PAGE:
In May of 1950, the Virginia State Highway Commission announced that construction of a highway through The Breaks would begin. On June 10, 1951, visitors celebrated the grand opening of Route 80.

Now, with access to the park finally enabled, The Breaks’ status as a park was closer to reality. In 1954, Kentucky and Virginia agreed to a bi-state compact to designate the area as an interstate park, one of only two in the country. On September 5, 1955, The Breaks of the Cumberland was officially opened.

Lord of the Fork
Today, The Breaks is revered by whitewater enthusiasts, though it isn’t for the faint of heart.

“This river was considered unrunnable,” says Brent Austin, director of American Whitewater. “If you go to the Kentucky whitewater books, they’ll label it Class VI: Unrunnable.”

Commercial, guided whitewater runs started through The Breaks in the late 1980s, but less than a decade later, such operations ceased. There had been multiple fatalities and near-misses, and insurance for such operations became prohibitively expensive. But independent runs by experienced whitewater kayakers continued.

One of those kayakers was Jon Lord, a whitewater veteran who lived and worked nearby and was a regular on the rapids. On Jan. 25, 2004, Lord and his friends went out for a day on the Russell Fork River, despite cold, sleety conditions.

“At the towers rapids, the river splits into at least two channels,” remembers Jack Ditty II, M.D., one of Jon’s friends. “Matt and I decided to go on the right side of this island. John decided to go to the left side. Just a brief split. Maybe out of sight of each other for 20 seconds.”

When Lord didn’t emerge on the other side, it quickly became clear that he was in trouble. The front of his kayak was pinned under a rock, and the intense rapids behind him caused the boat to sink farther.

“We tried for a while to move back upstream to where we could get into a position where we could help,” Ditty remembers. “But the minutes ticked away pretty quickly, much faster than they usually do. After about 10 minutes, we realized at that point what had happened.”

A few days later, Lord’s friends and family gathered at the river to say goodbye.

“We had a little service right there at Ratliff Hole,” says Austin. “They lit one candle for Jon, and one candle for each of his two kids. The thing that was most moving to me was just seeing that light, that candle represent Jon’s life and his two small children adding their light to their daddy’s and it floated downstream out of sight. That was very touching, very moving. I’m still moved to this day.”

The Russell Fork has been home to an annual October kayak race since 1995. In 2004, it was renamed Lord of the Fork in honor of Jon Lord.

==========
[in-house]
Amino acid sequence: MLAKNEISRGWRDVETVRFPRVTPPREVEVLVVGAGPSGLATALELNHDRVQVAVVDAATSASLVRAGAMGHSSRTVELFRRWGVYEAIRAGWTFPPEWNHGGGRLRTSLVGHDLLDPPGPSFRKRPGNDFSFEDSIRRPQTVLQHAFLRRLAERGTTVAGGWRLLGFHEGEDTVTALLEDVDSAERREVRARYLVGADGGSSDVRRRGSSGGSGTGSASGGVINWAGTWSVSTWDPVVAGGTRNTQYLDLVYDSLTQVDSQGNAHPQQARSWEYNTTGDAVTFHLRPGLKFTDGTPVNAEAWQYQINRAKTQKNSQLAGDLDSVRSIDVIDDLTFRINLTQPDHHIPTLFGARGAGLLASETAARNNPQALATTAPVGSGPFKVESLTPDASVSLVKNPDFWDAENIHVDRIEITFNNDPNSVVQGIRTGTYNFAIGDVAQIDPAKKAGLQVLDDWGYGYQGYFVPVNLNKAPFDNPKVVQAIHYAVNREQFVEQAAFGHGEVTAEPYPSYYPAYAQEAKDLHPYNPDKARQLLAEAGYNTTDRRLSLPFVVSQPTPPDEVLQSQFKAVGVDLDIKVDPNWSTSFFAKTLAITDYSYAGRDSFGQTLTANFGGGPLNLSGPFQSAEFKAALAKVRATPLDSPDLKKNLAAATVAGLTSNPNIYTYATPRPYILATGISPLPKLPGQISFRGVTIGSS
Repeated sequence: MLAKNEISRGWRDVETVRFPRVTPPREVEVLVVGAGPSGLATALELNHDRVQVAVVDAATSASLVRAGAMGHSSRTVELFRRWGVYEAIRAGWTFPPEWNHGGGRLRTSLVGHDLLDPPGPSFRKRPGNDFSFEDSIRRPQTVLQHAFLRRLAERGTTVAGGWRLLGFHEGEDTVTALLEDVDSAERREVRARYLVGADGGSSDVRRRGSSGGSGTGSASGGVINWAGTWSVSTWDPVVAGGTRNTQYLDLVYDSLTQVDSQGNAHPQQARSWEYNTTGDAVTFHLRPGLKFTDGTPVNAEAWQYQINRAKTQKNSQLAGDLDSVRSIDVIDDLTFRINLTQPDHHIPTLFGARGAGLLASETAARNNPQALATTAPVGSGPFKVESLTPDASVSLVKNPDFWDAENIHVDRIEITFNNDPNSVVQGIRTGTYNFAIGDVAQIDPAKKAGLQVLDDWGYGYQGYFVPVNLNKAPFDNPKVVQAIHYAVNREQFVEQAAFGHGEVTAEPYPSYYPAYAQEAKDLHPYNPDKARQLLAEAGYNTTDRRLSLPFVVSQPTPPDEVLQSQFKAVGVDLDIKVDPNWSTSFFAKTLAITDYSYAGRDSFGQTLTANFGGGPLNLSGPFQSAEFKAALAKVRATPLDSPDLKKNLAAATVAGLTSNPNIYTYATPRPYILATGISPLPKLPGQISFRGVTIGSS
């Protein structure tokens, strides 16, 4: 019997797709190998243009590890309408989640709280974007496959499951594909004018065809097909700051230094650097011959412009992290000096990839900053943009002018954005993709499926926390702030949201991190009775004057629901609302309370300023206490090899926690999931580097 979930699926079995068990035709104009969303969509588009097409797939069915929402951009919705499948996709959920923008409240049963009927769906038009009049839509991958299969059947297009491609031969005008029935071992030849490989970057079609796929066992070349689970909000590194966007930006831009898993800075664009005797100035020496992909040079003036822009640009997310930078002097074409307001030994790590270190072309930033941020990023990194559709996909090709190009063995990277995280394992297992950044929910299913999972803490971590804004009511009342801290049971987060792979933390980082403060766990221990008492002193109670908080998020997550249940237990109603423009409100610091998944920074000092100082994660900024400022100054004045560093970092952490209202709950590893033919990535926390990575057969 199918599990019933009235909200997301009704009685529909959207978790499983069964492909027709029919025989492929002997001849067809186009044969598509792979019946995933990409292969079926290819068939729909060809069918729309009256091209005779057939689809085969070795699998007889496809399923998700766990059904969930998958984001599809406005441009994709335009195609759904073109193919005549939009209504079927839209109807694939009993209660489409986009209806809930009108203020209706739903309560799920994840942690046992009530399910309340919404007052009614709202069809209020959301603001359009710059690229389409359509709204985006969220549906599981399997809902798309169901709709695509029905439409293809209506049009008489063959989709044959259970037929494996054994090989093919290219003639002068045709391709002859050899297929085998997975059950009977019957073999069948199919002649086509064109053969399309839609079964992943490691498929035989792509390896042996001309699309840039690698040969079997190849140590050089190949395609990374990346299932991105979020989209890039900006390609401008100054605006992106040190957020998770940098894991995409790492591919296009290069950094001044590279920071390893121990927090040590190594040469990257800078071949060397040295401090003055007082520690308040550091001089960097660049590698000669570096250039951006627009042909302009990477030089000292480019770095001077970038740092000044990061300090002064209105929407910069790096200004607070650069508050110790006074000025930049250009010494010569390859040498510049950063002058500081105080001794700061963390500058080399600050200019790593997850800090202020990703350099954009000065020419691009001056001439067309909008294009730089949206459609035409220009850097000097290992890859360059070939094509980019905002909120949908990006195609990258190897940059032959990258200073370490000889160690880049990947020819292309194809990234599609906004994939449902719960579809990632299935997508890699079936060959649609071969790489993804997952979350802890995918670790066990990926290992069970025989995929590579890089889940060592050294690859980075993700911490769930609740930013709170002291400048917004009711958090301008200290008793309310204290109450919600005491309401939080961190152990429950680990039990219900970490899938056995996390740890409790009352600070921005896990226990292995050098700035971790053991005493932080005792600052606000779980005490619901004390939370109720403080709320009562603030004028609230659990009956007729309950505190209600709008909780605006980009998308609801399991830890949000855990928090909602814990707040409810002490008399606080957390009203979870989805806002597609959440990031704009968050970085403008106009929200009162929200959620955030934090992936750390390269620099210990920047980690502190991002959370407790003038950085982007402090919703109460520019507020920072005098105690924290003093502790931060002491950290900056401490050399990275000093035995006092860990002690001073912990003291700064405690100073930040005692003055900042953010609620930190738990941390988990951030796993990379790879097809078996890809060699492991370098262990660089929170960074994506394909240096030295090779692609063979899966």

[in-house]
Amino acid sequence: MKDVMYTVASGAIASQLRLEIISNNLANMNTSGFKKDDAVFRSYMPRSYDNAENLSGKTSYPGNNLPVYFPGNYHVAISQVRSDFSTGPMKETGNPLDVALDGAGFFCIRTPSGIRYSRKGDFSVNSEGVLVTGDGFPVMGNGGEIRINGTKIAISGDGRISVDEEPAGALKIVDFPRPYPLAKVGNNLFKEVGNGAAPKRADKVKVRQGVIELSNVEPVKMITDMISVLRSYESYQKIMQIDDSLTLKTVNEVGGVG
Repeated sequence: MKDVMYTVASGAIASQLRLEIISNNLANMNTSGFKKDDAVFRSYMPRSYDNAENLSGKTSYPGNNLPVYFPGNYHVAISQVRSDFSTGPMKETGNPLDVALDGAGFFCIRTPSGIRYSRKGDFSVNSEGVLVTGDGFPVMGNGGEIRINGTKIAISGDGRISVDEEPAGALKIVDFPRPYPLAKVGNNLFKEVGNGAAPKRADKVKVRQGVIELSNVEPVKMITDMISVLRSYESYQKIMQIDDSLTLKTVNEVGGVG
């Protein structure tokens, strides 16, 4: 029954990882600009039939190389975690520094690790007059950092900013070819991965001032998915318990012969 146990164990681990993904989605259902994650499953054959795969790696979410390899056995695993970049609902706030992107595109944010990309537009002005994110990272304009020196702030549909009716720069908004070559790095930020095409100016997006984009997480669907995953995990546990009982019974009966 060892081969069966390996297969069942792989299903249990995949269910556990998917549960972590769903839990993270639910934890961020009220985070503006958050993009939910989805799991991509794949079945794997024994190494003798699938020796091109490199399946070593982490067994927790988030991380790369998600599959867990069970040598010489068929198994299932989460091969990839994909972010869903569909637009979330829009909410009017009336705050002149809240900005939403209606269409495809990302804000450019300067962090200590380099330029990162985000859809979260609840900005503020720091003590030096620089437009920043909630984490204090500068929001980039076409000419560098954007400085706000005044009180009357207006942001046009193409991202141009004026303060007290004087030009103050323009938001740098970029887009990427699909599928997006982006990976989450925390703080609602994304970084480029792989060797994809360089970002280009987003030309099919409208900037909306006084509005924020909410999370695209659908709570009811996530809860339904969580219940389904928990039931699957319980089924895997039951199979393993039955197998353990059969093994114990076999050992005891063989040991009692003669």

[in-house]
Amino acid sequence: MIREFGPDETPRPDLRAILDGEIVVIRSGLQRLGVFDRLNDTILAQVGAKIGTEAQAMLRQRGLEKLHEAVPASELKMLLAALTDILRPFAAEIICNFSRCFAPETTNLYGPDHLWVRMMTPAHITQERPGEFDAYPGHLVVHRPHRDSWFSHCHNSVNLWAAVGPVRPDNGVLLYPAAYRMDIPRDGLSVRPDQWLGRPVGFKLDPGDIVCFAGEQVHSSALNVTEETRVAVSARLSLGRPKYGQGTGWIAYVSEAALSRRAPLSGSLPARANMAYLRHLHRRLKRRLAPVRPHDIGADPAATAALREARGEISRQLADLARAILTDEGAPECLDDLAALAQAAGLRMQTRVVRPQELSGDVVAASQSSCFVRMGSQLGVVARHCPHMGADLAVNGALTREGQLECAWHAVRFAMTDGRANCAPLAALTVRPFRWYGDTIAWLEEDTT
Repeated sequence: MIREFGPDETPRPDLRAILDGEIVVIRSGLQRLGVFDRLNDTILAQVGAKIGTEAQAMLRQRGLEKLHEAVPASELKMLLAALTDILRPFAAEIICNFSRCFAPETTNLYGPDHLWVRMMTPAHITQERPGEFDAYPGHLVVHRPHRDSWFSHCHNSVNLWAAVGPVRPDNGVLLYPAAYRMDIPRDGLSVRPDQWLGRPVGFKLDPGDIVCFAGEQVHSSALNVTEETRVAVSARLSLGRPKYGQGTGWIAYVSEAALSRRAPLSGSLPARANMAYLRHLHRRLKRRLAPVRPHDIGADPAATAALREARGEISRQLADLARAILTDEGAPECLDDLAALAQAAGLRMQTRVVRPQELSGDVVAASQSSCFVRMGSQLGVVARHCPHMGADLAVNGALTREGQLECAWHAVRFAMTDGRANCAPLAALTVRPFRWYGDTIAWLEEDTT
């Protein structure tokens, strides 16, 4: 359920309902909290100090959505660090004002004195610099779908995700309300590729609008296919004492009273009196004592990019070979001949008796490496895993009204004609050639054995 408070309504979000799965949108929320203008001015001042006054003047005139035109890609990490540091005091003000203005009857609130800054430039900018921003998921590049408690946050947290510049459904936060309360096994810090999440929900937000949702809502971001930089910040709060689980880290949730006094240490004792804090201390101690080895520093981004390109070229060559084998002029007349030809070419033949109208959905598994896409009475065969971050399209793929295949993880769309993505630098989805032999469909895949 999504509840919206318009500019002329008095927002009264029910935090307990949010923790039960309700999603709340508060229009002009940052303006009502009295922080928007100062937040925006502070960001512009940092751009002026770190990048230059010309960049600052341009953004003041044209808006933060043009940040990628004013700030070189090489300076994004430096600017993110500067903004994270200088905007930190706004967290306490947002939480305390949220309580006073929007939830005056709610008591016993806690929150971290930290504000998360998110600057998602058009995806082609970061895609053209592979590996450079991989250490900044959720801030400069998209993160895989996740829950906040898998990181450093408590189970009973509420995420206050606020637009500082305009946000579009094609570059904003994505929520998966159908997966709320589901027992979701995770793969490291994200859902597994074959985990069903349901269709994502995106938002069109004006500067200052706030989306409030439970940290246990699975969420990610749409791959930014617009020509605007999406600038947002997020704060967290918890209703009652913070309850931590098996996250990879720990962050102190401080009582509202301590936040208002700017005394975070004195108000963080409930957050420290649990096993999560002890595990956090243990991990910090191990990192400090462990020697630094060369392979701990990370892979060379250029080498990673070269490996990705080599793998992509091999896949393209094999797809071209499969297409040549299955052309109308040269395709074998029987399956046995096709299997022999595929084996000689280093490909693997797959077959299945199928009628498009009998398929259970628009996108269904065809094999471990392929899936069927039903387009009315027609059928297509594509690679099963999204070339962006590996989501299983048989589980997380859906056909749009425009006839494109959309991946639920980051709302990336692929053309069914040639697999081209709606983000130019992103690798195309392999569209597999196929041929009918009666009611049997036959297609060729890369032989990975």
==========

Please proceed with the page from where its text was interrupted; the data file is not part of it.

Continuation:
“The thing that I think Jon would really be happy about is that…all of his friends are still out here and we think about him and we’re still doing what he loved to do,” says Austin. “There’s no question he would say, ‘Keep boating. Keep being connected.’ Paddling is Zen. It’s mind, body, spirit. Once you’re there, you get it.”

An Island of Wilderness
The Breaks Interstate Park exists today because of people who saw its singular beauty and value. They believed it was worth preserving as a natural place. But the preservation work continues.

In 2016, American Rivers named the Russell Fork the seventh most endangered river in the United States, primarily due to nearby mining interests.

The responsibility for preserving The Breaks lies with the people who visit and love the park. Those already in the know want more people to experience The Breaks in all its changing beauty. Austin Bradley describes what makes The Breaks so special:

“One of the great things about working at The Breaks and having the privilege to be here 365 days a year is really the opportunity to see the park in the four seasons,” says Bradley. “In spring the mountain laurel begins to bloom, and the dogwoods come out, and the hills are almost just alive with a very new and vivid green. It’s just so awesome to watch life return to the area.

“Then summer comes and the rhododendrons start to bloom and the hills are just covered in this lush, deep green. When you’re standing on an overlook and the leaves have covered over any trace of any road or human development, you can really imagine the place like it probably was three hundred years ago.

“Then fall rolls around and that lush greenery from the summer just comes ablaze with fall color and we attract people from all over the united states to stand on overlook and look out at the gorge and all the fall foliage.

“And then finally winter rolls around and our crowds die down that always seems like such a shame to me because The Breaks is a geological feature. It’s a break in Pine Mountain. And the geology of this area is just absolutely breathtaking and you can really only see that very well in the winter.”

Program Details

The Breaks: Centuries of Struggle

About The Breaks: Centuries of Struggle

The 19th century witnessed the Breaks Canyon ('Grand Canyon of the South') become a coveted area for settlers, moonshiners, railroaders, and lumberjacks. As resource exploitation grew, a citizen-led preservation movement emerged and would rescue the Breaks from becoming just another lost Appalachian treasure. This documentary, narrated by Mike Rowe (Deadliest Catch and Dirty Jobs) looks at the past, present, and future of the Breaks as it continues to be under threat today.